When compared to controls, serum ferritin, a reflector of bodily iron reserves, was significantly higher in diabetic patients, and this increased dramatically as the duration of diabetes increased which is in consistence with our study. This could be due to the development of subclinical hemochromatosis in a diabetic patient with a prolonged history of diabetes.19 Increased body iron reserves are likely connected with the incidence of glucose intolerance, type-2 diabetes, and gestational diabetes, according to Fernandez et al.20

HbA1c had a positive correlation with serum ferritin. This represented the short- and long-term relationship between serum ferritin and glycemic control. In their studies, Cantur KZ et al. confirmed that patients with poorly controlled diabetes exhibited hyperferritinemia.21 This indicated that in diabetes, serum ferritin levels rose as long as glycemic control was not established. In addition, they discovered a link between ferritin levels and diabetic retinopathy. Eschwege et al. found a link between elevated serum ferritin and poor glycemic control, as measured by greater HbAIc, in diabetics.22

In diabetic patients, there was no link between serum ferritin and BMI or metabolic syndrome, according to our findings. S. ferritin had no relationship with age, sex, coexisting hypertension, total cholesterol, LDL, or serum triglycerides. Insulin resistance, hypertension, dyslipidemia with low HDL and elevated triglycerides, obesity, type 2 diabetes mellitus, and accelerated cardiovascular disease are all terms used to describe a cluster of metabolic derangements that include insulin resistance, hypertension, dyslipidemia with low HDL and elevated triglycerides, obesity, type 2 diabetes mellitus, and accelerated cardiovascular disease. Iron reserves, as measured by serum ferritin levels, have been suggested as a determinant in insulin resistance. Serum ferritin levels are considerably higher in men and women with a high BMI (>25 kg/m2), high cholesterol (>200 mg/dl), and high systolic (>160 mmHg) blood pressure, in women with diabetes, and in men with high diastolic (>95 mmHg) blood pressure, according to Wrede et al.23 This assertion is contradicted by our study.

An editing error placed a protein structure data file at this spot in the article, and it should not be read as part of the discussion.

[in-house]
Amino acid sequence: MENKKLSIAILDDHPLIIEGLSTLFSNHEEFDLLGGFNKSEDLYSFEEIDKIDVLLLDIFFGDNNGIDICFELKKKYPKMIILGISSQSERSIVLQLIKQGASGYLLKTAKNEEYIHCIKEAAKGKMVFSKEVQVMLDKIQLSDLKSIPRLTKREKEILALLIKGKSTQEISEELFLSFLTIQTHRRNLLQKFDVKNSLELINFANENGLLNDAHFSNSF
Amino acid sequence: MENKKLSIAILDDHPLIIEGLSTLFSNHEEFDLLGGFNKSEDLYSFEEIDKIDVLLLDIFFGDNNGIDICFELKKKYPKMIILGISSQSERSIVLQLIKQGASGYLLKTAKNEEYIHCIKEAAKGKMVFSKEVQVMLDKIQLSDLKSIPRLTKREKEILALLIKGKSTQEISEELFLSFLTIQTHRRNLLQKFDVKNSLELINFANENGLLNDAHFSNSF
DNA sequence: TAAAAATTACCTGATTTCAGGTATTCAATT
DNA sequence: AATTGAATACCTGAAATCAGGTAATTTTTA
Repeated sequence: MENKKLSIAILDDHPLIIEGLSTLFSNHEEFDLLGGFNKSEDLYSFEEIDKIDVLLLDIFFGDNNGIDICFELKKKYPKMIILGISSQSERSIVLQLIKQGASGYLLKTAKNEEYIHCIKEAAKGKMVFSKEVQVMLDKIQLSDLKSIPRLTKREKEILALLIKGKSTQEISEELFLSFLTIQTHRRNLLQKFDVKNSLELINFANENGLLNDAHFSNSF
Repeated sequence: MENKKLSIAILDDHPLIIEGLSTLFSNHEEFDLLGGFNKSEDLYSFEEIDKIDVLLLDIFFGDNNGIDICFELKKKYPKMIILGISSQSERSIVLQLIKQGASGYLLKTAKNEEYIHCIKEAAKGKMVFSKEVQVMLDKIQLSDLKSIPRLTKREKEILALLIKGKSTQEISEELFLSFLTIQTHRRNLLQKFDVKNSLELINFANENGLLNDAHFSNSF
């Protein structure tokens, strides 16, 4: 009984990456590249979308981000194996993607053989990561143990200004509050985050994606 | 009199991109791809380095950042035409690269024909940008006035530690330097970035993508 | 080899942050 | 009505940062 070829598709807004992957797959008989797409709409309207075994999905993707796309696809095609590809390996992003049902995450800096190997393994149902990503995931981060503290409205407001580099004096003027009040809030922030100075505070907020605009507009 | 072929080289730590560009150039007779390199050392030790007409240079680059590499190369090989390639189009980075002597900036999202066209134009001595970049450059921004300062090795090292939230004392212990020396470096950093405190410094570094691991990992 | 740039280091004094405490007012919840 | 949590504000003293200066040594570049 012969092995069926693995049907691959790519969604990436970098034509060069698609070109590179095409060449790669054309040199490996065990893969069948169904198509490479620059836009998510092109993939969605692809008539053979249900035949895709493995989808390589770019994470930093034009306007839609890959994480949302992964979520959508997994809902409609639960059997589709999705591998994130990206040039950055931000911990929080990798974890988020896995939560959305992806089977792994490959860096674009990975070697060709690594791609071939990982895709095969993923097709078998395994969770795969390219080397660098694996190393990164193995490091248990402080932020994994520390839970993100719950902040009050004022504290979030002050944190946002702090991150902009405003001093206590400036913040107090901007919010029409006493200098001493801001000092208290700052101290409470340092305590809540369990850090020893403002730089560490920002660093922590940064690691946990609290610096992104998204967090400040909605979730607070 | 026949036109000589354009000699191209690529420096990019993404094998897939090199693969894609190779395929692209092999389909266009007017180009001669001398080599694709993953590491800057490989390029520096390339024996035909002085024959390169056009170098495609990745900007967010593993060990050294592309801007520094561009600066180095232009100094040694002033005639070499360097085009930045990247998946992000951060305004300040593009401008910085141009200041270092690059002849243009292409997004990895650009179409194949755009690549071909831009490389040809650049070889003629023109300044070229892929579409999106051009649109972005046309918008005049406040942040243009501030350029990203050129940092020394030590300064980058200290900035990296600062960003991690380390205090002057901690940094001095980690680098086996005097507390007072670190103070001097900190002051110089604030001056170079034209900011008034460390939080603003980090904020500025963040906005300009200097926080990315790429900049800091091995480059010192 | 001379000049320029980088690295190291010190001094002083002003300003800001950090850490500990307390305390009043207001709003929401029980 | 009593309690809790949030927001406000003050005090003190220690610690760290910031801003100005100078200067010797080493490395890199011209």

Based on our results, it can be observed that serum ferritin levels were positively correlated with glycemic control of the patient. Serum ferritin levels can be used as one the control indices for patients of diabetes.

Need of the research in this field

Unfortunately, Serum ferritin levels are not done routinely in rural population of India. Anaemia is prevalent and recognized, and often there is dispensing of Iron and Folic Acid capsules openly and arbitrarily, irregardless of the hemoglobin status even by grass root level workers in persons with Type 2 DM pre-existing, which could hamper an already existing version of a critical situation if it leads to iron overload.

Source of Funding


Conflict of Interest

The authors declare no conflict of interest.



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© This is an open access article distributed under the terms of the Creative Commons Attribution-NonCommercial-ShareAlike 4.0 International License which permits unrestricted use, distribution, and reproduction in any medium, provided the original author and source are credited.

Article type

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Authors Details

Jayshri Sadashiv Jankar*

Article History

Received : 15-12-2021

Accepted : 28-12-2021

Available online : 05-01-2022